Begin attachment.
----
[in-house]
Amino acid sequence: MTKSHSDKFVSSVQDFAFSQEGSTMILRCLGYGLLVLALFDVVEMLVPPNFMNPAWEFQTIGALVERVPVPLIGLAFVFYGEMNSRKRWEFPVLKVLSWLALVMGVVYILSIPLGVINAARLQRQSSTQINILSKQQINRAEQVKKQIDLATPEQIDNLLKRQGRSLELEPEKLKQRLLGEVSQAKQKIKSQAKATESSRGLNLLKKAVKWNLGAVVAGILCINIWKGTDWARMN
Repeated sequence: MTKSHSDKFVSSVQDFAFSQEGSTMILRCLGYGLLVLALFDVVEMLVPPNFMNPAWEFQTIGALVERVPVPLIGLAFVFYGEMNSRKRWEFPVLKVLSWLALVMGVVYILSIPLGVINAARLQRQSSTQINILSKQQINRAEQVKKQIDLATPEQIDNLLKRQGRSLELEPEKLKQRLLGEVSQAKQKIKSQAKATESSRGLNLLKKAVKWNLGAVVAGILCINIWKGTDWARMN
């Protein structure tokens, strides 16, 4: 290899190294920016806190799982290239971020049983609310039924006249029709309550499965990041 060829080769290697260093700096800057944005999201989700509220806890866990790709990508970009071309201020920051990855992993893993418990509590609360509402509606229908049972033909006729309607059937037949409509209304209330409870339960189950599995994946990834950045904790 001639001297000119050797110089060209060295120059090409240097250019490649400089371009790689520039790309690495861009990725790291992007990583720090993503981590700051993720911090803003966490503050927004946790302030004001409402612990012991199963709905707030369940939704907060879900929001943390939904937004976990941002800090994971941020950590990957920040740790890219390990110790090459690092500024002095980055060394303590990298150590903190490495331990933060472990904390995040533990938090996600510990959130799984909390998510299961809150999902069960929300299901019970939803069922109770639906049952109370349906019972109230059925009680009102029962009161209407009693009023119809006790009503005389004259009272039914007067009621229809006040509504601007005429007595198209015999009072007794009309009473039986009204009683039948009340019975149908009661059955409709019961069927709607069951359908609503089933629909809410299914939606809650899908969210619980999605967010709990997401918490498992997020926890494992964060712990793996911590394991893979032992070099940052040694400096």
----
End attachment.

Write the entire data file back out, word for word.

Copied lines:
[in-house]
Amino acid sequence: MTKSHSDKFVSSVQDFAFSQEGSTMILRCLGYGLLVLALFDVVEMLVPPNFMNPAWEFQTIGALVERVPVPLIGLAFVFYGEMNSRKRWEFPVLKVLSWLALVMGVVYILSIPLGVINAARLQRQSSTQINILSKQQINRAEQVKKQIDLATPEQIDNLLKRQGRSLELEPEKLKQRLLGEVSQAKQKIKSQAKATESSRGLNLLKKAVKWNLGAVVAGILCINIWKGTDWARMN
Repeated sequence: MTKSHSDKFVSSVQDFAFSQEGSTMILRCLGYGLLVLALFDVVEMLVPPNFMNPAWEFQTIGALVERVPVPLIGLAFVFYGEMNSRKRWEFPVLKVLSWLALVMGVVYILSIPLGVINAARLQRQSSTQINILSKQQINRAEQVKKQIDLATPEQIDNLLKRQGRSLELEPEKLKQRLLGEVSQAKQKIKSQAKATESSRGLNLLKKAVKWNLGAVVAGILCINIWKGTDWARMN
């Protein structure tokens, strides 16, 4: 290899190294920016806190799982290239971020049983609310039924006249029709309550499965990041 060829080769290697260093700096800057944005999201989700509220806890866990790709990508970009071309201020920051990855992993893993418990509590609360509402509606229908049972033909006729309607059937037949409509209304209330409870339960189950599995994946990834950045904790 001639001297000119050797110089060209060295120059090409240097250019490649400089371009790689520039790309690495861009990725790291992007990583720090993503981590700051993720911090803003966490503050927004946790302030004001409402612990012991199963709905707030369940939704907060879900929001943390939904937004976990941002800090994971941020950590990957920040740790890219390990110790090459690092500024002095980055060394303590990298150590903190490495331990933060472990904390995040533990938090996600510990959130799984909390998510299961809150999902069960929300299901019970939803069922109770639906049952109370349906019972109230059925009680009102029962009161209407009693009023119809006790009503005389004259009272039914007067009621229809006040509504601007005429007595198209015999009072007794009309009473039986009204009683039948009340019975149908009661059955409709019961069927709607069951359908609503089933629909809410299914939606809650899908969210619980999605967010709990997401918490498992997020926890494992964060712990793996911590394991893979032992070099940052040694400096």